Dear HALTER Community:
We extend our heartfelt hopes that, wherever you are, and whatever your current circumstances, you, your family, and your animals are safe and cared for, and that you are somewhere that feels like home. So many of us live in areas hit by the full force of nature, and lives have been forever changed. As we move into autumn, we send our thoughts to you all.

Community outreach for Animal Emergency Preparedness and First Responder Animal Awareness and Safety are the dual "missions" of The HALTER Project. Since 2014, we've been reaching out to our neighborhood, and other communities around California, to help people live more safely and prepare for emergencies.

Connected by the "human-animal" bond, our "community" has grown to include people all over the USA and nearly every continent. At the core of "preparedness" is the goal of keeping families and communities together.

Our recent experience with epic wildfires that destroyed entire rural and suburban neighborhoods, many farms and ranches, and much of our largest city, Santa Rosa, has reinforced the importance of community in an increasingly disconnected world. While my house survived, my animals have all been sent away because their pastures and shelters were destroyed and their environment is not safe. My space feels very empty and my anchor is adrift.

For many, our community is our family. Animals are vital, not only as a livelihood or hobby, but also to our feeling of well-being, connectedness, and home. 

We survived with our animals in very challenging "shelter-in-place" conditions, with no time or escape route to evacuate. We had a plan, and it worked. Many of our ranching neighbors were similarly  prepared. We realize we could have done some things better. We hope that sharing our story and lessons learned will be useful.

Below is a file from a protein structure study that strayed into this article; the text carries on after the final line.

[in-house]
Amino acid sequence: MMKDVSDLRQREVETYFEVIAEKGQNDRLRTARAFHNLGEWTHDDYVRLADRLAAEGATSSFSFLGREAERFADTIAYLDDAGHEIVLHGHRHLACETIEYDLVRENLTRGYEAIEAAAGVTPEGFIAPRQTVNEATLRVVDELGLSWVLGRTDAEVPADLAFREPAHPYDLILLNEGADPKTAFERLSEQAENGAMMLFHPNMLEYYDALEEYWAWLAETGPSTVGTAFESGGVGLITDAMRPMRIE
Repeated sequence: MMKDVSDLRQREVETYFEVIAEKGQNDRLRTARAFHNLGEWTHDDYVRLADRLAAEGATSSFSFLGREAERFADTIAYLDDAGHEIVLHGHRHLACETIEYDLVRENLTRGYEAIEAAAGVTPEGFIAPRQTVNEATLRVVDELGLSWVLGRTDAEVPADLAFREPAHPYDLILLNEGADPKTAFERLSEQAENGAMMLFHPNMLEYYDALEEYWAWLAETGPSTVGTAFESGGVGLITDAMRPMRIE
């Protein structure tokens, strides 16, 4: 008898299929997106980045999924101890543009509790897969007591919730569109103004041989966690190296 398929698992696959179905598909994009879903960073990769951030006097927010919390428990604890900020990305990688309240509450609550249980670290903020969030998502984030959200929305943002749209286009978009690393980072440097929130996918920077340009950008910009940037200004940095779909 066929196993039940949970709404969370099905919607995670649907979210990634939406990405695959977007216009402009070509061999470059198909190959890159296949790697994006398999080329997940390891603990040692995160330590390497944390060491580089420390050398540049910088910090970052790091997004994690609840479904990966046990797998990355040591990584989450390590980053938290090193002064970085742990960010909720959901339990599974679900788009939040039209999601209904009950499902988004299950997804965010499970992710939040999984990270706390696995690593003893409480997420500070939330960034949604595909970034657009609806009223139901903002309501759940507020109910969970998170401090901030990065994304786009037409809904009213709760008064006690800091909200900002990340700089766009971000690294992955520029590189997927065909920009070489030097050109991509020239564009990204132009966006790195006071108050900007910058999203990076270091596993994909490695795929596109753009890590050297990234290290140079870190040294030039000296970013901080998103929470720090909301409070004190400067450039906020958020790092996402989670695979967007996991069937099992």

We have received many requests to help organize neighborhood groups, HOA, and club "preparedness plans", and have included lots of  great resources and links to help you organize.

We've updated the  HALTER Project website  to include more "Ways to Help" donation links supporting local disaster relief in Northern California, Texas, Kansas, and the Southeast, as well as links to programs that support animals in Emergency & Disasters year-round, first responder training, and education. We hope you will use the website as a "go-to" resource. Please encourage others to share your commitment to preparedness. No matter what your level of ability, time, and interest - everyone can be READY FOR WHATEVER!
Sheltering-in-Place during the "Nuns Fire", Glen Ellen, CA
In the middle of the "the morning after", (Monday, October 9th), I started a diary. I stopped making entries a few hours later, and never resumed --the magnitude of the events was just too great. I realized my "diary" was contained in several hundred text messages that were running conversations, commentary, updates, and sad/funny exchanges with friends. It's the 21st century version of a disaster journal.  Here's what happened, what I learned, and what I'll do to be better prepared for...whatever.

Nuns Fire burns through Atwood Ranch
Elizabeth greets the fiery dawn
Elizabeth watches her shed burn
UC Davis Student-VERT
Santa Rosa thanks First Responders
Lessons Learned
Surviving without power, light, heat, running water, or good communications for a day or 2 was not too challenging for an older couple with no kids. But, after 48 hours, comfort becomes important. When you cannot sleep, small things can make a huge difference.